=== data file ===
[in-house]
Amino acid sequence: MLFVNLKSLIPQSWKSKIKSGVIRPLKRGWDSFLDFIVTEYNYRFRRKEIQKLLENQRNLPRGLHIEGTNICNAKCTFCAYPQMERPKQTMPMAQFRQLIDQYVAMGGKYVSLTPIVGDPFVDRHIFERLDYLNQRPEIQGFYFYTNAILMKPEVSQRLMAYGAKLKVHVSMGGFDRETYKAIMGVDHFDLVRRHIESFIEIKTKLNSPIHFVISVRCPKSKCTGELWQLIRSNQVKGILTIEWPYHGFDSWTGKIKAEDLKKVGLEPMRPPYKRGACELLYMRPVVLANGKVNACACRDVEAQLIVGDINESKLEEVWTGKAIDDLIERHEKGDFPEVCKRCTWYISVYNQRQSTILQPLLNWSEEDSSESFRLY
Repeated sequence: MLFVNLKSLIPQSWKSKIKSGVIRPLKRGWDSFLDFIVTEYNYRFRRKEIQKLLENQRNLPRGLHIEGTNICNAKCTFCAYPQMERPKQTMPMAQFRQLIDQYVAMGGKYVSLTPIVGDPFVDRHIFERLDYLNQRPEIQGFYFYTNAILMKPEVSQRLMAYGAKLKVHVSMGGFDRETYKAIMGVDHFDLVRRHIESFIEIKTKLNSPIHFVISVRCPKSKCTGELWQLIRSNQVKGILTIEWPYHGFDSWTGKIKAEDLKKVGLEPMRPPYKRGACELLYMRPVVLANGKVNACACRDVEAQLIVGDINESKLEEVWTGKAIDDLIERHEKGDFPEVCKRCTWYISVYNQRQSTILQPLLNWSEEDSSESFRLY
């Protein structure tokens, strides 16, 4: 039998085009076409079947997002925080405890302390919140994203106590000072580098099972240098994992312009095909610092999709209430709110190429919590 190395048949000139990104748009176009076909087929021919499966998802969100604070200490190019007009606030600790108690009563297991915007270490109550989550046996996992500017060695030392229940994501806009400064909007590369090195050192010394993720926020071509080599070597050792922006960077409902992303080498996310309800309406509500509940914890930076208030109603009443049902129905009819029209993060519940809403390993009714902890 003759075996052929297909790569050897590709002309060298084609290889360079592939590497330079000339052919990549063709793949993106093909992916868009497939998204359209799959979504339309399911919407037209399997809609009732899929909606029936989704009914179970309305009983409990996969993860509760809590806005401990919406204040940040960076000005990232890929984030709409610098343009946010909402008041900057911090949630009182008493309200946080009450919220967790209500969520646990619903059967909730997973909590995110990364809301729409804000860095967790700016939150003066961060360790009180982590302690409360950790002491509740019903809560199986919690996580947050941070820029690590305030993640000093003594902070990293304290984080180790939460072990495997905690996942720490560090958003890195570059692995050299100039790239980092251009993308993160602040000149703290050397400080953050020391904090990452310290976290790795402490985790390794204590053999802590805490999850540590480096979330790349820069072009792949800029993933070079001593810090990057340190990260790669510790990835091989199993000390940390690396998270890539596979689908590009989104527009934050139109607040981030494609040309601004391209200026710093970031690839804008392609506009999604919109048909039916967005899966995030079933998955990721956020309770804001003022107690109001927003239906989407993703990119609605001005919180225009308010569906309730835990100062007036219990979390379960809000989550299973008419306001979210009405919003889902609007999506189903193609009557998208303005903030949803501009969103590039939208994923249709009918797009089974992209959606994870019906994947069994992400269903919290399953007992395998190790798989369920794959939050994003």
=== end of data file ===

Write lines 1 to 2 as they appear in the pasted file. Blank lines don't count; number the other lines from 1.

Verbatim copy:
[in-house]
Amino acid sequence: MLFVNLKSLIPQSWKSKIKSGVIRPLKRGWDSFLDFIVTEYNYRFRRKEIQKLLENQRNLPRGLHIEGTNICNAKCTFCAYPQMERPKQTMPMAQFRQLIDQYVAMGGKYVSLTPIVGDPFVDRHIFERLDYLNQRPEIQGFYFYTNAILMKPEVSQRLMAYGAKLKVHVSMGGFDRETYKAIMGVDHFDLVRRHIESFIEIKTKLNSPIHFVISVRCPKSKCTGELWQLIRSNQVKGILTIEWPYHGFDSWTGKIKAEDLKKVGLEPMRPPYKRGACELLYMRPVVLANGKVNACACRDVEAQLIVGDINESKLEEVWTGKAIDDLIERHEKGDFPEVCKRCTWYISVYNQRQSTILQPLLNWSEEDSSESFRLY